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News | Nick Young

Slow Burner
15 September 2017

Slow Burner

In 2007, I made my first record with my old band Burning Daylight. We were recording with Dan McLoughlin, bassist for one of my favorite bands (The Push Stars) and a celebrated producer and engineer in his own right. It was an exciting time. My first experience in a real studio, a full week of recording and mixing in the big city (ok, Hoboken, NJ, but that's pretty close to THE big city). It was a thrill for me to get to dedicate an entire week to my songs and to making them sound as good as they possibly could with Dan and my bandmates. It was a legitimizing moment for me as an artist to finally make a record and it was the culmination of around 5 years of writing and performing. But caught up in the excitement, I was also plagued by a lot of questions, most of them beginning with "what if". It's my firm belief that there isn't a musician/artist alive who hasn't had a "what if" experience in their career. "What if" this is my big break? "What if' this is the greatest record ever made and we don't even realize it yet? "What if" a giant record label somehow hears this and we're playing on Letterman next month?

Well, this was my first "what if" moment. I wasn't completely delusional, just eager and naive (ok, really naive). I had some songs I felt pretty good about, a great producer and a decent recording budget. This just HAS to lead to bigger things, right? A manager, a booking agent, a label deal, a publishing deal. Maybe these strings on my guitar will be in the Rock & Roll Hall Of Fame someday...I better save them. But wait. What about the negative "what if" questions? Maybe it''s all a big waste and I'm kidding myself (I am a self-loathing musician, after all). Maybe this is my crowning achievement and it'll become a distant memory within a few years. Perhaps sensing the volleying going on in my head, Dan casually mentioned one day that this record might be a "slow burner". It might not make a big splash, might not land us a record deal, but these were good songs and solid performances and maybe, just maybe, people would notice...eventually.

At first, this left me feeling a bit deflated. "I wanna be on Conan next week, damnit!" But we continued discussing the idea for a while and I started to realize that it actually wouldn't be such a bad thing. Sure, I didn't want to lose money on the album and I wanted people to hear it...but realistically, the possibility of this album "blowing up" was very slim. I didn't have a publicist. I didn't have a label. I had a MySpace...but we all know how that turned out. Then Dan said something to me that I have forever remembered and romanticized.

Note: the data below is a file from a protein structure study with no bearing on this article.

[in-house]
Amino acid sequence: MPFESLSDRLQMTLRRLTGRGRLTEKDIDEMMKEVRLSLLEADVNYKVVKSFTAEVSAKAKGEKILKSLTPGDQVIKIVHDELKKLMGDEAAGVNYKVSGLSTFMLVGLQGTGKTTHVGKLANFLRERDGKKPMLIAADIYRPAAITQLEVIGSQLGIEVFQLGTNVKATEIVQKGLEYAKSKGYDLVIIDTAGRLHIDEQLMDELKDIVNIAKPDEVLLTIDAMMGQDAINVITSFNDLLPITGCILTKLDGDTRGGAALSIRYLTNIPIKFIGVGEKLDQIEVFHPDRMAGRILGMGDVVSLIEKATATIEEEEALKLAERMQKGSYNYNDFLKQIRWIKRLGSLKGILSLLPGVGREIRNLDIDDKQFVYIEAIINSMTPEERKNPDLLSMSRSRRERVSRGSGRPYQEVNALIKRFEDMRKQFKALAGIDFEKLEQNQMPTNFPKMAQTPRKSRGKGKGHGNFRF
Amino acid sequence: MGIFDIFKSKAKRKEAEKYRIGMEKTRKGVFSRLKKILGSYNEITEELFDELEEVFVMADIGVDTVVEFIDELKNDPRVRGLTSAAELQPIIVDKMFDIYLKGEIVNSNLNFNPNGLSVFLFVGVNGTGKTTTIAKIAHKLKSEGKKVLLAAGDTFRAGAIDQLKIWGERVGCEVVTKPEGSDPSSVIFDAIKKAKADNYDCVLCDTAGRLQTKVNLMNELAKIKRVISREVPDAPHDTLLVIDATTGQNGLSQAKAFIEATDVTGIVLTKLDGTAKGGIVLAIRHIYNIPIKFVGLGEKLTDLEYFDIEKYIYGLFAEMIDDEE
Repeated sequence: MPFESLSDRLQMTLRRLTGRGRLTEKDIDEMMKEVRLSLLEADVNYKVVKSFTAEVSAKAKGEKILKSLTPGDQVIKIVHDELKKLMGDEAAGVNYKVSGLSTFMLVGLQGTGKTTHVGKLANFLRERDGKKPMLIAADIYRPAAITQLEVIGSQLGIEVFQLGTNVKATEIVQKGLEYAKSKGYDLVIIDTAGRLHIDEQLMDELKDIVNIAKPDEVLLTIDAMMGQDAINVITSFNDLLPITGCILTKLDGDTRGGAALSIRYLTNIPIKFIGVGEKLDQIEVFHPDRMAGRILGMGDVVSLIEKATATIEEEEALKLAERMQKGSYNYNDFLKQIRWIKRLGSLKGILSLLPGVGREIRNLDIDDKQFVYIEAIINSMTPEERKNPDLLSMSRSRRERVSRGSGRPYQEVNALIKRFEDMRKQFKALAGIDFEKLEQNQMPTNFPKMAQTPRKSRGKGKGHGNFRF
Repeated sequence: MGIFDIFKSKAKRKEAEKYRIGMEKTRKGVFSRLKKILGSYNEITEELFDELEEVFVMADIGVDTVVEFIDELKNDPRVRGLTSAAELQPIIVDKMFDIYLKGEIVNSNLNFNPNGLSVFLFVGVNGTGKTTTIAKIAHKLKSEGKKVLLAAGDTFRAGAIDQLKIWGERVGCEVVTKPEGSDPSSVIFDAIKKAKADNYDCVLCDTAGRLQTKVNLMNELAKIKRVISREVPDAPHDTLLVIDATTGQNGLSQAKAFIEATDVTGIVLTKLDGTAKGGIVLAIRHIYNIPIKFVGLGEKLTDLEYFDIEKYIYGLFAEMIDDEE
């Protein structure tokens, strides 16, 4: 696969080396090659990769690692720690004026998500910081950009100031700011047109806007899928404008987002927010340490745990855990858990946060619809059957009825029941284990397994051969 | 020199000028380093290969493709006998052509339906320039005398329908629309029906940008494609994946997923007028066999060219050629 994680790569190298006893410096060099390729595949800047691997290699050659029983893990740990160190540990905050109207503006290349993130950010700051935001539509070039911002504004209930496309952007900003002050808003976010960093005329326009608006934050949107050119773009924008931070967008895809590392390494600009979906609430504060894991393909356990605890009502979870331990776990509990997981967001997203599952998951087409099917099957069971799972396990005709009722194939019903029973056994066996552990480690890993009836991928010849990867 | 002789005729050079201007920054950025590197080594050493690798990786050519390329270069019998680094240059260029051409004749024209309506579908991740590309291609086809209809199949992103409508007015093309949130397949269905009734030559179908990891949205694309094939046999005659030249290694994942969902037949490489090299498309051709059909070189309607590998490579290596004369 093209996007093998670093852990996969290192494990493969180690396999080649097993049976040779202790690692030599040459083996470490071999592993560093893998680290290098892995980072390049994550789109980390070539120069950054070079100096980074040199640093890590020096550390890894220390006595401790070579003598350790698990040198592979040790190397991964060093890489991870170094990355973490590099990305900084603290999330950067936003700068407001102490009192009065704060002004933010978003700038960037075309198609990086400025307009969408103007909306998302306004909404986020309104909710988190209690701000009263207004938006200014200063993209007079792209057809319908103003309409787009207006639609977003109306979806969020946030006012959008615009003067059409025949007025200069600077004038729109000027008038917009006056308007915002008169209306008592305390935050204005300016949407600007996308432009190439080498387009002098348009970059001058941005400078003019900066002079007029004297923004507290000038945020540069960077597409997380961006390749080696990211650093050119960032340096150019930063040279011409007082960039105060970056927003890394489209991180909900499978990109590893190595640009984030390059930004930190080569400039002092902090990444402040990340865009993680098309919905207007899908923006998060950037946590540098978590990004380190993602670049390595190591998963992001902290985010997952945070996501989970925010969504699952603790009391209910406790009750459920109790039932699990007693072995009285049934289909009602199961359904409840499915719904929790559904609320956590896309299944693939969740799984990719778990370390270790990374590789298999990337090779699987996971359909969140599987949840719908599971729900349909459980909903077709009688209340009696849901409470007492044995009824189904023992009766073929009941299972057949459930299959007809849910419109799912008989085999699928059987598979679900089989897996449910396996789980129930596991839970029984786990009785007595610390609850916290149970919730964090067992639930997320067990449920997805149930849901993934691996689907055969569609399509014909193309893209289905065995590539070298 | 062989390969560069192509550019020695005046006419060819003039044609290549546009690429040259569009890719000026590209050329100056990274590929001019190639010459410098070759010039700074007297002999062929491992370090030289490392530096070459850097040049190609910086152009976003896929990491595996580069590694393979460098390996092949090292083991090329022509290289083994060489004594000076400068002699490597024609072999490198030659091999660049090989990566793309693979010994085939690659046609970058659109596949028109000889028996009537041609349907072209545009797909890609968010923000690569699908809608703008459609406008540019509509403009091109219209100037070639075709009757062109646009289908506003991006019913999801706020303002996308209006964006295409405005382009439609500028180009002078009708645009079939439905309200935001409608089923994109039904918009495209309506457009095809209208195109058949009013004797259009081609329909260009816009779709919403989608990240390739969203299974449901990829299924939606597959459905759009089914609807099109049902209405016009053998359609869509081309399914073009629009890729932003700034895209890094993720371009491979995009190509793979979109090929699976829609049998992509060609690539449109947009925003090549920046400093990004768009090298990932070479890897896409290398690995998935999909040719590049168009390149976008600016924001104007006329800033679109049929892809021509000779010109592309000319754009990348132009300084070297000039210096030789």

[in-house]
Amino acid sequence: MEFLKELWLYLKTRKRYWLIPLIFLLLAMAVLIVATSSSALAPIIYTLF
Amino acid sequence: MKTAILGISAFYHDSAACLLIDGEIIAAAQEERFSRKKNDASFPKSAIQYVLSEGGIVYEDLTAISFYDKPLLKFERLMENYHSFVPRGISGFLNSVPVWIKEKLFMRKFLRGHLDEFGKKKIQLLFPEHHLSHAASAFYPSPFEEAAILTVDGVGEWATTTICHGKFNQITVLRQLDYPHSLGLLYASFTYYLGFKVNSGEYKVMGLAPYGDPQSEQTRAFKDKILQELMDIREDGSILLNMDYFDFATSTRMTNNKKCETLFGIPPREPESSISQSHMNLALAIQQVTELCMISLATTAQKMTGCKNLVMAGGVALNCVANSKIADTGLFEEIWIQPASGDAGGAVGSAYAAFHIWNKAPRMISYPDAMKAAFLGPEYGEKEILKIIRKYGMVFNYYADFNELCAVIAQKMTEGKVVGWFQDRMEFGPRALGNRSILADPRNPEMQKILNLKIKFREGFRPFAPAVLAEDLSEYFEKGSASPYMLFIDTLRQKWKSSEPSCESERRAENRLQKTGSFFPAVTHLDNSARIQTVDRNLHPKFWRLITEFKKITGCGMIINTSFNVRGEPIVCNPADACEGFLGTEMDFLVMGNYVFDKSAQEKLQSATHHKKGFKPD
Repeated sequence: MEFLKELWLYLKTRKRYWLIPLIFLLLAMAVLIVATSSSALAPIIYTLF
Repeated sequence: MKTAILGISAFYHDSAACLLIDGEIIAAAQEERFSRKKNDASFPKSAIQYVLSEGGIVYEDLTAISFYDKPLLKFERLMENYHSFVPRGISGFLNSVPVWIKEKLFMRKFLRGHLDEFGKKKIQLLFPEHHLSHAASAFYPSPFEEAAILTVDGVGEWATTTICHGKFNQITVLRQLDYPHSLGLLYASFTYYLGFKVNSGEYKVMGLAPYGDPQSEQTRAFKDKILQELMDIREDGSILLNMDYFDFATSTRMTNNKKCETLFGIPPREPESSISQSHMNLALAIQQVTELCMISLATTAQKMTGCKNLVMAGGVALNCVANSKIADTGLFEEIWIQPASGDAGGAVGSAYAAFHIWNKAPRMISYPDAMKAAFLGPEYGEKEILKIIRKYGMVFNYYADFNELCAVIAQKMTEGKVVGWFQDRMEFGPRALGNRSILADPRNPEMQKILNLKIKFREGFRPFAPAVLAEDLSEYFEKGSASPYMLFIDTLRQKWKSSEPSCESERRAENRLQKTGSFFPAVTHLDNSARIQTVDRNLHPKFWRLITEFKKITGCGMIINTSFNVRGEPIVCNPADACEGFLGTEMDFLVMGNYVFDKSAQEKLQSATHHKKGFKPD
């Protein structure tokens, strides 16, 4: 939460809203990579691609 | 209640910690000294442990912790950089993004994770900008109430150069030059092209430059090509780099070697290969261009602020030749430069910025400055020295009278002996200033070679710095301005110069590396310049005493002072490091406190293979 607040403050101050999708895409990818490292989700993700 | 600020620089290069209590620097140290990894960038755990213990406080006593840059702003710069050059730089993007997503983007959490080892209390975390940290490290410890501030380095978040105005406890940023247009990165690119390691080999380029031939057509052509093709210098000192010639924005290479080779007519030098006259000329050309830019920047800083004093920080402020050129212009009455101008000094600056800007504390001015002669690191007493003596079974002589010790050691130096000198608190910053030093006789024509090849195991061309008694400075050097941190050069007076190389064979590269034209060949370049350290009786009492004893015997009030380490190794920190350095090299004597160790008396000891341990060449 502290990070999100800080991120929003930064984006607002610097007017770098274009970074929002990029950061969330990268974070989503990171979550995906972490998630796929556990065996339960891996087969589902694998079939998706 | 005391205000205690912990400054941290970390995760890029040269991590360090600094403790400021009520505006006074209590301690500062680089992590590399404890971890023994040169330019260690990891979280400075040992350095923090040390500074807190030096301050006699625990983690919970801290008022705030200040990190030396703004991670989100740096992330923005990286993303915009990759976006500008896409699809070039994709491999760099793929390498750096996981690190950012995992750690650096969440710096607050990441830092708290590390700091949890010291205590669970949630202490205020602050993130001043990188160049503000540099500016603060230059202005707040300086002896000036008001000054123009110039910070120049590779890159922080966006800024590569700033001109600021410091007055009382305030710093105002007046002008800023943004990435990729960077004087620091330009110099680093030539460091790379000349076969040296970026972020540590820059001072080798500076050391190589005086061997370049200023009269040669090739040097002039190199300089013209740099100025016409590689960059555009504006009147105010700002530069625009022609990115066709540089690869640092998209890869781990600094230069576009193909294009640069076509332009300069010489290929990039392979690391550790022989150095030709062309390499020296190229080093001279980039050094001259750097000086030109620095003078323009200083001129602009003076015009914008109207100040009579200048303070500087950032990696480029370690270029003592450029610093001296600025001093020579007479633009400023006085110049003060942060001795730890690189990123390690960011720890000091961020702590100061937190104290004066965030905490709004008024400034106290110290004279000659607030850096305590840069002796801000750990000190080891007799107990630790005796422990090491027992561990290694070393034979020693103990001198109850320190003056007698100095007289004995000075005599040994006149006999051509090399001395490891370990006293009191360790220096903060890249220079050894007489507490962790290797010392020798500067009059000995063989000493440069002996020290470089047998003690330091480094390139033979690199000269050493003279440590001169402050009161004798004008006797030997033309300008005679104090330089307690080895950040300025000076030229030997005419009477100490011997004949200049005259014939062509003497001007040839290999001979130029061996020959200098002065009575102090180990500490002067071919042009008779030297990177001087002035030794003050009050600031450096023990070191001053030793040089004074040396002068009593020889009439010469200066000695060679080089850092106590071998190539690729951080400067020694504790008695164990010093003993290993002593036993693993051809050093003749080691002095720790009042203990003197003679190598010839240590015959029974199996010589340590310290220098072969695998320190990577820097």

Dan said, "Hey, maybe in 50 years, some kid will find this album somewhere and be inspired by it and he or she will pick up a guitar and start the next Beatles or Nirvana." Or maybe not. But maybe...just maybe. In the long run, that sounded a lot more appealing than a desperate (and likely futile) fight to get that label deal or manager that I THOUGHT I always wanted. I wrote all of those songs in various tiny apartments in college and in the years that followed for no other reason than I HAD to. I wasn't looking to score a publishing deal in Nashville or to get on MTV. I had an old Yamaha acoustic guitar that I got when I was 16 and I had songs in my head...so I wrote them. And I loved it. Every single minute of it. All these years later, I'm still writing songs and making records, just not with a band.

If the last few years of consistent touring as a solo act have proven anything to myself, it's that I was born to be an itinerant troubadour. I have my guitar and my songs and I'm gonna sing them for people. That's it. I've (pretty much) retired from the "what if" game. To me, those "what ifs" are just distractions. They take my eyes off of the prize, and the prize is writing the best songs I possibly can and getting to play them for folks all over the country. If other cool stuff happens, that's great. I'll always be trying to get my music to as many sets of ears as possible but keeping my focus to what I can control is a kind of self-preservation that I can ill afford to let go of. So yeah, 8 years later, that record still hasn't shot up the charts and/or inspired the next Lennon/Cobain...but that's ok. I'm just fine with having that record and my subsequent solo records being "slow burners". Maybe my career as a whole will be a "slow burner", but hey, I'm still gonna cherish every second of it. "Slow & steady wins the race", my Grandma used to say...but I'm not in a race, I'm in a life.

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